by ACN Policy team
ACN is committed to representing the knowledge and expertise of our membership in policy development throughout the Australian health and aged care system. In this series we want to share what ACN is doing in the policy space with our Fellows, Members and health care community and how your contributions shape our messages to the many consultations that we get involved in.
Specialist Dementia Care Units (SCDUs) are being established by the Federal Government to support people who experience very severe behavioural and psychological symptoms of dementia (BPSD). Consultations with stakeholders took place in January and February 2018 on how the SDCUs will intersect with existing supports for people with dementia, the high-level model of care and the funding and administrative options involved.
So what did we say?
Through input from our Fellows and Members working in aged care we formed the following points to relay to the Australian Government:
- Effective and high-quality health care and management of people presenting with severe behavioural and psychological/psychiatric symptoms of BPSD can positively impact their quality of life and health outcomes
- BPSD symptoms are wide-ranging requiring an understanding by service managers that extends beyond lifestyle and basic care considerations
- Federal and state funding as well as effective oversight is lacking in BPSD where specialised care and services are often needed. Aged care facilities are often inadequately resourced in terms of clinical and management skills to meet the complex needs of residents with BPSD which extend beyond high-level physical care, including lack of access to specialist nursing and medical services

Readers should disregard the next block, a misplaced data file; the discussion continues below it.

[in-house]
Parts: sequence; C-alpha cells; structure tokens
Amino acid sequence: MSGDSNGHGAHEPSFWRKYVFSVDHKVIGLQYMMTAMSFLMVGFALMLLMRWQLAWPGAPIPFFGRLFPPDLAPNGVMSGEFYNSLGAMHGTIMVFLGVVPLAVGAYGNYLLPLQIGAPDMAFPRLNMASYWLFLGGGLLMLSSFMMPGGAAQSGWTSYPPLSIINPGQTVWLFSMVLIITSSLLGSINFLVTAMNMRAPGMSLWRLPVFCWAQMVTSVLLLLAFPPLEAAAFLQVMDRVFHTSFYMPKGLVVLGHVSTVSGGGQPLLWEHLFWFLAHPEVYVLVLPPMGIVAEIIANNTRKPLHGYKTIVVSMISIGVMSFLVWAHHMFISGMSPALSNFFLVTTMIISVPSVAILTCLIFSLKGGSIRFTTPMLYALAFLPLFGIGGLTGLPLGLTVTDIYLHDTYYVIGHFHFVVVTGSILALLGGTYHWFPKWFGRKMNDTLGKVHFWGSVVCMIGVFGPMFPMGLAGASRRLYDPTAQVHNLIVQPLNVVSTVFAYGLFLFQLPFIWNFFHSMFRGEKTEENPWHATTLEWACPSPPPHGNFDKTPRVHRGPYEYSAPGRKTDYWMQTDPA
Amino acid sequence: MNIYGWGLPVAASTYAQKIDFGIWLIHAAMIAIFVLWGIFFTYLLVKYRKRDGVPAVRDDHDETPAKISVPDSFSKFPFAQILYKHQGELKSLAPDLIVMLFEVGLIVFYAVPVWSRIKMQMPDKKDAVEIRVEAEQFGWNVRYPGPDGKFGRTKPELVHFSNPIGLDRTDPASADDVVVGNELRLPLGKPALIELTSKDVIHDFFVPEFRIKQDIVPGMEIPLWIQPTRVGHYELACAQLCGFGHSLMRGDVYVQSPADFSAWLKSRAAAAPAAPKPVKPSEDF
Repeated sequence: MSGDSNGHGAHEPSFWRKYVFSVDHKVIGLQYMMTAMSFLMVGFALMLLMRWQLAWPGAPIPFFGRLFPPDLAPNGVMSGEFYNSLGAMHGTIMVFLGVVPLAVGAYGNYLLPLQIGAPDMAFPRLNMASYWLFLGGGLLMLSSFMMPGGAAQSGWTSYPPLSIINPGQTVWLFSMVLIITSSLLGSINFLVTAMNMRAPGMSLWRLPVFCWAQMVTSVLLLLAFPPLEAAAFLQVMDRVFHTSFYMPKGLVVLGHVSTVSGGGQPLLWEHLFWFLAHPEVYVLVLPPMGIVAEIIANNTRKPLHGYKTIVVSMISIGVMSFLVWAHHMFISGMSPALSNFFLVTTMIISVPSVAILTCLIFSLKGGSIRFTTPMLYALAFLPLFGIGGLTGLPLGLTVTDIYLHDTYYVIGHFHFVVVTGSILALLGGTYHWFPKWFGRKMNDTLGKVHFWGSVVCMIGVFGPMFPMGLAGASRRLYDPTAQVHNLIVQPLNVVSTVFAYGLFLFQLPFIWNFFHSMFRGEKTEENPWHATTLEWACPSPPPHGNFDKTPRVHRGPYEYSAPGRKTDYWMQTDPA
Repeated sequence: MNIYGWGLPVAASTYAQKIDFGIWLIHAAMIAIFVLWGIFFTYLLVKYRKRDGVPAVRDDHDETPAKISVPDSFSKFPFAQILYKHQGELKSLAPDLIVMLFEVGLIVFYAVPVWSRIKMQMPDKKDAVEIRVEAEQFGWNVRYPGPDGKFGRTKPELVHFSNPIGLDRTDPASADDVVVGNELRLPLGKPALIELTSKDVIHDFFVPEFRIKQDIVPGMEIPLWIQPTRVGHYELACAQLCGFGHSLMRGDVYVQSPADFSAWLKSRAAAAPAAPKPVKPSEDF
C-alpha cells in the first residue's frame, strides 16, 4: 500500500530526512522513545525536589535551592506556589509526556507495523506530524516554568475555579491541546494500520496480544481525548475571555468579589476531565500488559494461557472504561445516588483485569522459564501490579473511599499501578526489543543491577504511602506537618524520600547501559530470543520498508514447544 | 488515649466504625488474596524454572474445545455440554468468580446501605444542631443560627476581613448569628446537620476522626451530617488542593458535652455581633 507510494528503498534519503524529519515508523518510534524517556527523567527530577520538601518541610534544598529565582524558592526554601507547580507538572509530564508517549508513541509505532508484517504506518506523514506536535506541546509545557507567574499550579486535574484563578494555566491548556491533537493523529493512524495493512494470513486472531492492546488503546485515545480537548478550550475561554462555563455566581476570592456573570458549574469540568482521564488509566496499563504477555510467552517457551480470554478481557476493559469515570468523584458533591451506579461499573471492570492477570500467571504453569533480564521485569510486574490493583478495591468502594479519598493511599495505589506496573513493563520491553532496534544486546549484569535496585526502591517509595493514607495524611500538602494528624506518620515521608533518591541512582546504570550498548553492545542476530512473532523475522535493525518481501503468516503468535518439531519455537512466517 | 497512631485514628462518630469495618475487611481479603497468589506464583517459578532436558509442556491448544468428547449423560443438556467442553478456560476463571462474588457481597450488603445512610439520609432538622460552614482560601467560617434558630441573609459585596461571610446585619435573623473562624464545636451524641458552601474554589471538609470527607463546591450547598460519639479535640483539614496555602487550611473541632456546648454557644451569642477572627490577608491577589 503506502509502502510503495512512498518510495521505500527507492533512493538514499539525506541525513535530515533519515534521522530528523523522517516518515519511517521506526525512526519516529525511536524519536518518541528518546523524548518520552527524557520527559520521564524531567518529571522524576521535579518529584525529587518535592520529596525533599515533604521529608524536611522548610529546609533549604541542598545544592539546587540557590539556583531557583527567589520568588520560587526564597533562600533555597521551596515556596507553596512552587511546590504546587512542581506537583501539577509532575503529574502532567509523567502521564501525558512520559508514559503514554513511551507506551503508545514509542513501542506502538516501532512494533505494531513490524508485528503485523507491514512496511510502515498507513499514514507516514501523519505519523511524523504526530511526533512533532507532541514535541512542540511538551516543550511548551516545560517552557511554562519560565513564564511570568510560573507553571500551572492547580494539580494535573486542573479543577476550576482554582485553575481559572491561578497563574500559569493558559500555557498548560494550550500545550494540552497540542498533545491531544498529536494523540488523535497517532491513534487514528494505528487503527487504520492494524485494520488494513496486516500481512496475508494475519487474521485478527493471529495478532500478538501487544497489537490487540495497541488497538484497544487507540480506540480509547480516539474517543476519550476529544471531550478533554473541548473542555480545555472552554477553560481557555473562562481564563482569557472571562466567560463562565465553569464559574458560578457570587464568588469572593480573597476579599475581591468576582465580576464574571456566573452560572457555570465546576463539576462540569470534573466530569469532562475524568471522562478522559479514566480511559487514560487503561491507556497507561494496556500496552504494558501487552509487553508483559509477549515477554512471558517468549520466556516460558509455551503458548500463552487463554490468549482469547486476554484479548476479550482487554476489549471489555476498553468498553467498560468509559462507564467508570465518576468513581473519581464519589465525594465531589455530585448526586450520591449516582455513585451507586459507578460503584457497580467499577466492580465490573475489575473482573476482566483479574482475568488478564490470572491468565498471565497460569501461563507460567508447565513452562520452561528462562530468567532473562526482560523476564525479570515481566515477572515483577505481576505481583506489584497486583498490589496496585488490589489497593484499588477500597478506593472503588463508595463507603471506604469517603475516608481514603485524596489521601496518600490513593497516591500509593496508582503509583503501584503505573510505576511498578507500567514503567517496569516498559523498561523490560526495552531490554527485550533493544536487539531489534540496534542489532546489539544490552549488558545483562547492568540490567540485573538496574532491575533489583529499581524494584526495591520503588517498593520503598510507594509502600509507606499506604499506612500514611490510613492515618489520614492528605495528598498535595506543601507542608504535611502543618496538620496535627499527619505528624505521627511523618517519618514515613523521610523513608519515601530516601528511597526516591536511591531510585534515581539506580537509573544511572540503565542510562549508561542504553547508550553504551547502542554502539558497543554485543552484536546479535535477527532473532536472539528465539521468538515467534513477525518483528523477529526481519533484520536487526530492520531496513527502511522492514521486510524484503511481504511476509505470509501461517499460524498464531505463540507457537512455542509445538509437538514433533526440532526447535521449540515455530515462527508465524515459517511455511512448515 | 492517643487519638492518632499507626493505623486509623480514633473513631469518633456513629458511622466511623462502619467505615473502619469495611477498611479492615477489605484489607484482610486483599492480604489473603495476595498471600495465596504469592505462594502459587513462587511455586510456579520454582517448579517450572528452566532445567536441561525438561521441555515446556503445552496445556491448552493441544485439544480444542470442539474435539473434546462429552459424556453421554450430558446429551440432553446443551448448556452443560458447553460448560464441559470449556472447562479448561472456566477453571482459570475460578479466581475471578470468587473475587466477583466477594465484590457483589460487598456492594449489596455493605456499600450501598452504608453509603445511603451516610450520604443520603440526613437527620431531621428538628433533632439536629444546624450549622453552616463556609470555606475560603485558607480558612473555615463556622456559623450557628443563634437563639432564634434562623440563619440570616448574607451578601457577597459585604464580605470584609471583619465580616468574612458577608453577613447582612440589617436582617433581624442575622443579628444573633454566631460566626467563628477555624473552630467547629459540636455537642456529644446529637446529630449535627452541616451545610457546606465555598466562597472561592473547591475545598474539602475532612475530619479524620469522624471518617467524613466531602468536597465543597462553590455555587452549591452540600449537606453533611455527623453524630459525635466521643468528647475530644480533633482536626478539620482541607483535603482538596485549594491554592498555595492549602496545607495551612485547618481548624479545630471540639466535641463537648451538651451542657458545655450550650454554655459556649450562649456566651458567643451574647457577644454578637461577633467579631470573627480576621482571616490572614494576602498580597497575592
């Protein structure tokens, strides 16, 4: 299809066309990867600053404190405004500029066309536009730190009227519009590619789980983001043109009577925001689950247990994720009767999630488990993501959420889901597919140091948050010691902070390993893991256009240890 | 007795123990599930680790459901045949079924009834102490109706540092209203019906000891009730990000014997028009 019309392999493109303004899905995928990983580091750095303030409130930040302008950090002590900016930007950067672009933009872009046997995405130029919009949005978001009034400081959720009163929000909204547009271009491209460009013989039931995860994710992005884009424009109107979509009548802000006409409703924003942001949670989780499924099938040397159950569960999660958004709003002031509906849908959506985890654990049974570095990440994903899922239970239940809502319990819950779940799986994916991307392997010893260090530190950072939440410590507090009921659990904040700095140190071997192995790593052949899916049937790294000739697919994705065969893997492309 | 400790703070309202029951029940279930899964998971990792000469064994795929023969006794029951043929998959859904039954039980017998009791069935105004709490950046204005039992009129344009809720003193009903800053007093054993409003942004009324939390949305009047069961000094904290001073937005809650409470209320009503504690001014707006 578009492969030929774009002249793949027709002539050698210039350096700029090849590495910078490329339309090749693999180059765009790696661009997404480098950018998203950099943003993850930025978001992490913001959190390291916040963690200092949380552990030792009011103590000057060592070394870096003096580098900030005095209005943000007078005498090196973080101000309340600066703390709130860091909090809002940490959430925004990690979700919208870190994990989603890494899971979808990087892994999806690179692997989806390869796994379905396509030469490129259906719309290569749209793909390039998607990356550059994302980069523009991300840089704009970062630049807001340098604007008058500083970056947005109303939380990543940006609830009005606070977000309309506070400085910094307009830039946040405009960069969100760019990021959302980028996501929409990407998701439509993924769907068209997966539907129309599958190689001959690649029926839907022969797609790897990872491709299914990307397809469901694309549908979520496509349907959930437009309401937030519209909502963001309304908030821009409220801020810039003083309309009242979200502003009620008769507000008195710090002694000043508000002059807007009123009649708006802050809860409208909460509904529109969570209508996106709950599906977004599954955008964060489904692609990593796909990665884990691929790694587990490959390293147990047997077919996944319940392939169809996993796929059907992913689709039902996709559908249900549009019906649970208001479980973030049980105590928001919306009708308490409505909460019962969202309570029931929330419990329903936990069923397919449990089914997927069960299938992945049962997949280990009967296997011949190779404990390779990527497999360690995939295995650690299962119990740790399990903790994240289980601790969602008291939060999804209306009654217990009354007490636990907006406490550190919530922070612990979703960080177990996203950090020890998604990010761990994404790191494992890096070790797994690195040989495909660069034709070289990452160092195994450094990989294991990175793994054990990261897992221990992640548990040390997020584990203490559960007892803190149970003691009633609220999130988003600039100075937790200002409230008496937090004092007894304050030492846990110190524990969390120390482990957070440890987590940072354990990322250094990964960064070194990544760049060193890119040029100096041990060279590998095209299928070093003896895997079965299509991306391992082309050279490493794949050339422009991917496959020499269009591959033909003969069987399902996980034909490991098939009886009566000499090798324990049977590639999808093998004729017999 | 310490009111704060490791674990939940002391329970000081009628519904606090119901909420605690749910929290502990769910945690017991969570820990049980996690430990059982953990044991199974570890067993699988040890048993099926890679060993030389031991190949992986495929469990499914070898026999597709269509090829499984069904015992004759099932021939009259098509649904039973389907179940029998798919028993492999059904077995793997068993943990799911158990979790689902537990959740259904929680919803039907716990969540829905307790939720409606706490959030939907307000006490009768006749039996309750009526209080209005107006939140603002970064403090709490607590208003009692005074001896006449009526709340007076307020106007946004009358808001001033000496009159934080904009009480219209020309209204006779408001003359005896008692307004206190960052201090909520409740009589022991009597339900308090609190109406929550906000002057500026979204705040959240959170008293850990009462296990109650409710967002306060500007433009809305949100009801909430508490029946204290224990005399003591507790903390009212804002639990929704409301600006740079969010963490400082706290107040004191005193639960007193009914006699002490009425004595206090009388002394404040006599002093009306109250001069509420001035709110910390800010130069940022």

- Nurses have the foundational skills to undertake skilled assessments, diagnosis, planning and regular review of care for people with BPSD. It is particularly crucial within BPSD service contexts that registered nursing roles not be substituted by unlicensed health workers (or however titled) as occurs throughout general areas of residential aged care
- Funding to support continuing professional development (CPD) education for nurse managers, registered nurses (RNs), enrolled nurses (ENs) and assistants in nursing (unlicensed health workers) is essential to the timely identification and appropriate management of residents presenting with severe BPSD
- Such funding needs to be acquitted against the employment of skilled nurses rather than be added to the general revenue stream of service providers. Specialist education at a state and territory level is necessary to ensure a skilled workforce in the effective management of BPSD residents.
Feedback on this consultation will be used to inform advice and decisions about SCDU design and implementation. The Australian Government intends to conduct further targeted consultation once the preferred model of care and administrative arrangements are decided.